The Deadly Dozen: The 12 Most Foreboding Chest Injuries Part I
Posted on Thu, Aug 08, 2019 @ 09:00 AM by Madison Oppenheim
"The Deadly Dozen," boy, does that sound ominous! Who knew that life-threatening thoracic trauma conditions could have such a sinister yet snazzy name. And get this, within The Deadly Dozen, we have "The Lethal Six" and "The Hidden Six." How fun! The catchiness of these names almost makes you not start to question your own mortality.
Now I know what you're thinking, "Hey, wasn't that a 1967 American war film directed by Robert Aldrich?" No, that would be The Dirty Dozen; close though!
The Deadly Dozen, which in my humble opinion, has a much more menacing name, refers to 12 life-threatening thoracic injuries. Six are imminent life threats (The Lethal Six) that should be evaluated and treated in the primary assessment, and six are potential life threats (The Hidden Six) that should be detected during the secondary assessment. For the sake of everyone's attention spans, this blog post is part one of two; here we will cover the basics of patient assessment as well as The Lethal Six.
Image from Human Anatomy Atlas 2020.
Now if you remember my last blog post, I talked about being knee-deep in EMT school. Well, I finished my class, took my exams, and now I'm a certified EMT! Sorry to flex on you like that, I just wanted to mention that in school I learned that thoracic injuries account for approximately 25% of trauma-related deaths. Injuries to the great vessels or heart disruption usually result in immediate death. On the other hand, cardiac tamponade, tension pneumothorax, aspiration, or airway obstructions give you a little wiggle room (death within 30 minutes to three hours). Some of these thoracic injuries (namely the cardiac conditions) require emergent surgical intervention, but 85% of chest injuries can be treated by applying certain initial trauma management skills.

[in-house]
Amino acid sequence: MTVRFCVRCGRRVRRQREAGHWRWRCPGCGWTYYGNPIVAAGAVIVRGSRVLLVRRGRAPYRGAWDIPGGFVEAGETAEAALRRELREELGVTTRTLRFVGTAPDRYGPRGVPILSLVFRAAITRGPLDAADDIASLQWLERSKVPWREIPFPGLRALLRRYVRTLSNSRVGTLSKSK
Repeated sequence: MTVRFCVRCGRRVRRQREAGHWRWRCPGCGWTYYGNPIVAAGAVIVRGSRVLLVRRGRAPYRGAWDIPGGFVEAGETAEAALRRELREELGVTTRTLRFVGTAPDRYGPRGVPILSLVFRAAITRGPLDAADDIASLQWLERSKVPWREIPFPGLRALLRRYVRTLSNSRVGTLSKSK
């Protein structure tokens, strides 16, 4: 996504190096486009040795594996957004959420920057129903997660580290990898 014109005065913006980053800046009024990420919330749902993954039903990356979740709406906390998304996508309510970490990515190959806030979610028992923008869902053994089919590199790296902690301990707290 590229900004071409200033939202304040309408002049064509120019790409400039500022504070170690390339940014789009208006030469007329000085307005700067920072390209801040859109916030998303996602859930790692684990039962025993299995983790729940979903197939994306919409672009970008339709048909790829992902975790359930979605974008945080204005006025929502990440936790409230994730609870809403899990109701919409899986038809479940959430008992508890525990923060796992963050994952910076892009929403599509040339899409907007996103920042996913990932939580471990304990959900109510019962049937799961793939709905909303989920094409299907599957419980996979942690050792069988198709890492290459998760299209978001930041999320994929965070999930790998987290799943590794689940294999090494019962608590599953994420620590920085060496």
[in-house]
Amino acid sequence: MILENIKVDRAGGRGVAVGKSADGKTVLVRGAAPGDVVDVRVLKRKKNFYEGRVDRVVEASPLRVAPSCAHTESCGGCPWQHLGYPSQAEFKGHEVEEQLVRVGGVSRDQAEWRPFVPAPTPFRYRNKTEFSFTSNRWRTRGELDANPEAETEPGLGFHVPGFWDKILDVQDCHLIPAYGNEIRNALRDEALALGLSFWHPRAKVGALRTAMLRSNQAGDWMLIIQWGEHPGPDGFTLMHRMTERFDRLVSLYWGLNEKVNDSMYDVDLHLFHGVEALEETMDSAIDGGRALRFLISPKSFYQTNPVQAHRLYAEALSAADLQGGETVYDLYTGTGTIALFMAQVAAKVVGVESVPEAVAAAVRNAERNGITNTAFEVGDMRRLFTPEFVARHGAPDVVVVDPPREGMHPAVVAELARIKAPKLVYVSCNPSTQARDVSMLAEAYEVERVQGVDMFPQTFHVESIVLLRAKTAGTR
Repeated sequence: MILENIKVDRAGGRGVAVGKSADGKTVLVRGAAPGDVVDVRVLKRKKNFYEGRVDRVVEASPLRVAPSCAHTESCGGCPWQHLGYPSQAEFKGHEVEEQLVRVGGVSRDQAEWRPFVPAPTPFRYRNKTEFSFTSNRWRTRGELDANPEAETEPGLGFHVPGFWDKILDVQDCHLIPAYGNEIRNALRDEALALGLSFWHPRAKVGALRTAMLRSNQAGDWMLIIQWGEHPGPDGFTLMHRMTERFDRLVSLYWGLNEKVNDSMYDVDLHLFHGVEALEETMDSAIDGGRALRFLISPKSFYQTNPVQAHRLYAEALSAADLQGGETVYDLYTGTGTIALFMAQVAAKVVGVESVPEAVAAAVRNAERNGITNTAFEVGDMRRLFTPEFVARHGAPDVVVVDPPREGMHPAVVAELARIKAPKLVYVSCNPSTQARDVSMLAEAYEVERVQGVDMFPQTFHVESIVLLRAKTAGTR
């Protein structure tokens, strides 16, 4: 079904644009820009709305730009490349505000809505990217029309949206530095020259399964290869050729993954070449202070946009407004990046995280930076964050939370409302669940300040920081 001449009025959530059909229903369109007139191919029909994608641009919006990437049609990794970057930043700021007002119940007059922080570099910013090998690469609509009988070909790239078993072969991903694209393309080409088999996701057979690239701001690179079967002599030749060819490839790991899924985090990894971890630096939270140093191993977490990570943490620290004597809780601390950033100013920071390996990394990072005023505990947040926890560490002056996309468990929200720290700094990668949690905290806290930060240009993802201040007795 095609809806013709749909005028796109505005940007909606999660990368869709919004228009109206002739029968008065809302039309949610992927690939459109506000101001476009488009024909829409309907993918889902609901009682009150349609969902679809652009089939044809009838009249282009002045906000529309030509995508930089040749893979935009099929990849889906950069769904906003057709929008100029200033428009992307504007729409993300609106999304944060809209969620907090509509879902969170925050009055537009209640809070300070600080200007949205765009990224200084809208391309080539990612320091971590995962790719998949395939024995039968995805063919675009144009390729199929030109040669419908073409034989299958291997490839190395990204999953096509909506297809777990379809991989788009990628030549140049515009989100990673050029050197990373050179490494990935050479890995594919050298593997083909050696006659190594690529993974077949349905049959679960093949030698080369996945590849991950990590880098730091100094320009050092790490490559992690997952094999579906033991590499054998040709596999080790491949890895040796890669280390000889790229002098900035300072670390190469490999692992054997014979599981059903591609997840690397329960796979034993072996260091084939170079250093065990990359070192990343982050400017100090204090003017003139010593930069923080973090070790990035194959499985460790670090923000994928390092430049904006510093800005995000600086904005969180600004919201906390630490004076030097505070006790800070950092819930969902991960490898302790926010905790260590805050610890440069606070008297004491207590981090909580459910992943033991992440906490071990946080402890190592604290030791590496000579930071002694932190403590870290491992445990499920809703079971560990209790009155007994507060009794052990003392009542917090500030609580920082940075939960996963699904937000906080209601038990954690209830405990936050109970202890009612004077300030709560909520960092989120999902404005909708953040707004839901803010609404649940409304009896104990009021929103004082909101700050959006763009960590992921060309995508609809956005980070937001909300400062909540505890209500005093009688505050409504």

Alright, now earlier I mentioned the terms "primary assessment" and "secondary assessment." If you're not familiar with that terminology, I'll break it down.
When treating a patient, the first step after assessing the scene safety and applying appropriate personal protective equipment (gloves, mask, face shield, etc) is the primary assessment. This is where you get the chief complaint (the reason for calling 911) and determine if there are any life-threats requiring immediate intervention. In all trauma patients, the initial priorities are evaluation and management of the airway, breathing, and circulation; cervical spine stabilization; and determining the level of consciousness. Next, you would perform a more detailed secondary assessment, obtaining vital signs and assessing the area of injury. Depending on the patient's level of consciousness, a full-body assessment may be performed. If possible, a patient history would be taken, and during transport the EMT would perform a reassessment every 5 minutes for unstable patients, or 15 minutes for stable patients.
Okay enough playing around, time to get into the meat of this blog post: the injuries that can kill you.
The Lethal Six